Williams, who is quiet, but quick to flash a smile, is excited by the prospect of another three years of music at the high school. Three years chalk full of practice.
–Words courtesy of Peter Elliott
Join senior Kyle Wix for a recap on all the latest news, scores, and schedules at LFHS on today’s Daily Dose.
Join senior Kyle Wix as he shares the day’s latest news, scores, and schedules at LFHS on the Daily Dose.
“Take your mark.”
A second later, a horn beeps, launching eight swimmers into the water for the most important race of their lives. As the water splashes and waves surge, Frenchman Camille Lacourt surges to the front in the final of the 100 meter backstroke in the 2012 Olympics. In less than half a minute, the swimmers reach the halfway point, disappear underwater, and turn for home.
As the leaders shoot up to the surface from below, a 6’8” giant from Lake Forest, Illinois rises up with his head out ahead of the pack. Powered by his confidence and meticulous stroke, Matt Grevers shoots into the lead. For the swimmers, years upon years of training and commitment has boiled down to just 50 meters. With fans frantically screaming and water slapping, Grevers remains calm and smooth in the water. His lead grows inch by inch until he extends his long arms and touches the wall. He pivots his head around and analyzes the leaderboard. The results flood onto the screen and without any hesitation Grevers lets out a jubilant smile and fist pumps to his family in the bleachers. After 27 years, a childhood dream has come true. Matt Grevers is an individual Olympic gold medalist.
The journey to Olympic gold started before Grevers was born. Both his parents had swimming in their veins, as his mother was a swim coach and his father played water polo. Once they had children, Grevers’ parents knew what their kids were destined to do. Grevers’ older sister and older brother both swam, so once Matt came along he simply had no choice. “The family car was always going to the pool,” recalled Grevers, “so it was either I got in the pool, or I sat in the hot, chlorinated stands.”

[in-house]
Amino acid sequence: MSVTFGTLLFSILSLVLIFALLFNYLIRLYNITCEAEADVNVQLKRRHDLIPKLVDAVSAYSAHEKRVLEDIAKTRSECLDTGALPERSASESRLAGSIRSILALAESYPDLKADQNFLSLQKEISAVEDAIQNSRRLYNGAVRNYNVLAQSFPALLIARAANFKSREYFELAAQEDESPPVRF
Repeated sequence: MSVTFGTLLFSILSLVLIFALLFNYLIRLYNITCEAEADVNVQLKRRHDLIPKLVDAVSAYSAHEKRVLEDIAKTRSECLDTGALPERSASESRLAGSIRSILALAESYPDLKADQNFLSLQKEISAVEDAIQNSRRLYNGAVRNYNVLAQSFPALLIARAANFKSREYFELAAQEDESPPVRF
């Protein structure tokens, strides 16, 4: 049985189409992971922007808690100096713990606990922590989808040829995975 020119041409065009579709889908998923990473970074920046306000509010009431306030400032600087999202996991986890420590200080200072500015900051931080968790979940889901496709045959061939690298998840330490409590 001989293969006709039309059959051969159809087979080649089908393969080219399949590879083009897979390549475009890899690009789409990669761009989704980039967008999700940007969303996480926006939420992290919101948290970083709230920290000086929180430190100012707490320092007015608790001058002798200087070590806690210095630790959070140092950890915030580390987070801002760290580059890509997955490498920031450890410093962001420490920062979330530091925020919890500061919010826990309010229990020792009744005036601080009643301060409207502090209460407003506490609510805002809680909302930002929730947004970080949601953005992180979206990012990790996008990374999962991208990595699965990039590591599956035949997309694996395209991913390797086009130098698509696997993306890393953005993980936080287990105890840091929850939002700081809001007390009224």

Once Grevers began swimming, it was clear he possessed the skills and the frame to be a special swimmer. At age five, a time when most kids haven’t even learned to swim, Grevers was already swimming competitively. By age ten, Grevers was one of the fastest kids in the water and was confident in his abilities to build a special career in the future.
Propelled by an impressive youth career, Grevers began the next phase of his journey as a freshman at Lake Forest High School. Despite being a decorated swimmer for his age, Grevers still struggled, as most freshman do, with his first day of high school. “I walked around school all day with my insecurities, but once I finally got to the pool I felt confident. I said, ‘this is my spot. This is home.’”
During high school, Grevers practiced everyday from 3:30 p.m. until 5:30 p.m. If he was in swimming season, Grevers would swim in the morning three days a week and then head back into the pool after school to work on his skills yet again. Despite the strenuous hours and constant work, Grevers was motivated by his high school coach and mentor, Lea Mauer, to keep at it. Mauer, the Lake Forest swimming coach from 1995 to 2005, swam at Stanford and won Olympic medals in the 1992 games. “She had done all the things that I wanted to do,” Grevers said, “so listening to her was easy because she proved she was capable of doing it all.” With his trust, Mauer took Grevers under her wing and molded him into a better swimmer and student.
After an uneventful first two years with the varsity team, Grevers and his teammates made a commitment to each other that they would train harder to be more successful in Grevers’ junior year. Led by Grevers and their hard work, Lake Forest qualified for the state finals in 2002. In dramatic form, the state title came down to Naperville Central and Lake Forest with one race making the difference: the 4×100 freestyle relay. If Lake Forest won the race, they would become state champions.
In the final, Grevers was the anchor on the freestyle relay team and began his leg of the race over three seconds behind the leaders. He dove into the water and swam the first 50 yards at a brisk pace. “I didn’t breathe much on the first 50 meters because breathing slows you down,” said Grevers. He took a chance by exchanging stamina for speed, but that choice ended up hurting Grevers and the team. Exhausted from his first 50 meters, Grevers failed to close the gap in the second half of the race, which meant Lake Forest missed out on first place by just .11 seconds.